The human voice is Tilda Swinton‘s, but the directorial voice is all Pedro Almodóvar in the Spanish legend’s half-hour, English-language “The Human Voice.” Freely adapting – read: ruthlessly modernizing and thoroughly Almodovarizing – the play by Jean Cocteau (material the director has circled around before, most evidently in “Women on the Verge of a Nervous Breakdown” and “Law of Desire“), despite its brevity, his new film is deceptively roomy, allowing us to pace through the superbly upholstered rooms of the director’s recurrent obsessions with giddy, fluid freedom. Given his familiarity with the material, it can hardly be said to break new ground, so depending on your standpoint it’s either a delightful bauble accessorizing one of the most vibrant and idiosyncratic filmographies in the modern European canon, or a delightful key to unlocking same – an Almodóvarian 5-Hour-Energy shot delivered in 30 minutes. Either way, “The Human Voice” is a delight.
The slender story essentially takes us through the well-known seven stages of a breakup: despondency, bargaining, buying an ax, narcotics, hysteria, acceptance, and flaming hot catharsis. Our unnamed heroine (Swinton, once again molding her angularity so perfectly to the contours of a director’s eccentric vision that it seems somewhat incredible she has not been his longtime muse) has been abandoned by her lover of four years. His suitcases are packed, awaiting pickup, although one of his suits is laid out on their luxurious bed, as though he had been resting there at some point and just vaporized, leaving only his clothes behind. The woman, an actress, is waiting for him to call, waiting to see him one last time, trapped in the suspended animation of a relationship that is over but not fully finished, not before a few more things are said. She is alone in the apartment they shared, except for a similarly pining dog with the whimsically Disneyesque name of Dash (and seriously, if Cannes gives a Palme d’og, Dash’s agent should be very annoyed Venice doesn’t give out a Leone d’oggo.)
This is not a realistic breakup, as this is not a realist film, even judged against Almodóvar’s trademark boldly heightened conception of realism. From the first shot – of Swinton in a heart-stopping velvet ballgown in a shade of scarlet so vivid it leaves spots on your eyes when you look away – we’re made aware of the artifice of the location. The apartment in which most of the action takes place is gorgeously fitted out, furnished to lush, extravagant perfection, and built on a clearly visible soundstage. The “view of the city” from its terrace actually the view of a gray warehouse wall pocked with the ghostly remnants of tape marks from productions previous. At one point José Luis Alcaine‘s camera even floats over the top of the set, looking down into its ceiling-less rooms as though into a dollhouse.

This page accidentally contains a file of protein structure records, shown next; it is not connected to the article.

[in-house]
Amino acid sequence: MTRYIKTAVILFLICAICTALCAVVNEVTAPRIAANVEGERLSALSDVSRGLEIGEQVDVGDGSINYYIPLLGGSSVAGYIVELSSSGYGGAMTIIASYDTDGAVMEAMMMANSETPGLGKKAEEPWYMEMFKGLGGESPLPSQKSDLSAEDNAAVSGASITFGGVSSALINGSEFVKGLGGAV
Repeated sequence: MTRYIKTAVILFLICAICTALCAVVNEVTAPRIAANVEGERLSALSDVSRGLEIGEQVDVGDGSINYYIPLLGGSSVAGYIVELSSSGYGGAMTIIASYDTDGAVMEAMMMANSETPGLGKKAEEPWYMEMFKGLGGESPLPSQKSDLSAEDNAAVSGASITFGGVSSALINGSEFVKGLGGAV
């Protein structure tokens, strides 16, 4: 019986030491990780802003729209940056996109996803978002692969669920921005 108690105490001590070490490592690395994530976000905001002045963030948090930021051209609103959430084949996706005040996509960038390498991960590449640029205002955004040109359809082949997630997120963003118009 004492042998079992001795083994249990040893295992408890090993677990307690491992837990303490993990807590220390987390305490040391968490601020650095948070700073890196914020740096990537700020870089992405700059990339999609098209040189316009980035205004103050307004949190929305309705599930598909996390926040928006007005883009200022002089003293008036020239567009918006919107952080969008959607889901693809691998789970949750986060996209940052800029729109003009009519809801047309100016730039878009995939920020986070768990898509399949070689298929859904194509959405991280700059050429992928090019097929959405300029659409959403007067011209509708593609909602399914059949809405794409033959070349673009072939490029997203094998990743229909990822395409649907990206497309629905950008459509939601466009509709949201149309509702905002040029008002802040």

This device is used partly to increase the sense of the actress’ isolation and vulnerability, but it has the side effect too of making a statement about loss, about how the end of love can feel, to the one who did not initiate the breakup, like being forced to perform to a script you did not write and do not fully believe in. Suddenly the familiar places you shared are made unfamiliar, a home can feel like it’s lost its soul and the shell that is left is just accurate mimicry, a simulation, an empty suit, a movie set.
The film’s Brechtian blush also gives Almodóvar some needed leeway in terms of the naturalism of the dialogue – the self-conscious theatricality means that the oddness of some of his second-language phrasing comes off as a charming feature rather than an irritating bug. Especially as delivered by Swinton, here reimagining the ancient tradition of the theatrical soliloquy as a one-sided hands-free phone call – such an inspired idea you might find yourself briefly imagining how all the great soliloquies would sound if they were actually phone calls to unheard recipients, think Hamlet preceding “to be or not to be” with a double-tap on his AirPod.
As it is, in the course of her chat with her lover (he does, finally, call) the woman gets to cajole and castigate, to beg and berate, to forgive and, almost in the same breath, retract that forgiveness. It’s hard to imagine another actress who could careen around these hairpin bends of emotion as elegantly as Swinton does, making the mix of broken poetry, deep anguish and playful reminiscing believable, even when it’s anything but naturalistic. She even gets, in her persona as a successful, aging actress, to take a few enjoyable meta-swipes at her own star image. Career-wise, the actress insists she’s doing fine: “Women of my age are in fashion again. Apparently, people like my pallor,” scoffs Swinton (59), palely.
As ever with Almodóvar, half the heavy lifting is done by the costuming, courtesy of Sonia Grande, and the art direction from Antxon Gómez, both of whom do God’s work with a no-max credit line in, according to the long list of acknowledged brands in the credits, Cartier, Hermès, Maison Margiela etc. Between them, they deliver truly jawdropping #cinema, like Swinton in cerulean blue, sunglasses and vertiginous heels buying a €50 ax in a hardware store, or Swinton in red ribbed knitwear against a green damask coverlet beneath a print of Artemisia Gentileschi’s ‘“Venus and Cupid” with its swoop of striking blue. All this splendor, under a soaringly lush melodrama score from Alberto Iglesias, apparently weepy-drunk on specialty gin and Brahms, would surely be enough sink another filmmaker into self-seriousness. But this is Almodóvar, and so the magnificence is worn lightly, with irony and mischief and a cheeky little moral about how to be a modern woman trapped in the very unmodern role of spurned lover: be hysterical if you want, be philosophical if you can, but never underestimate the liberating power of a little light revenge. [A-]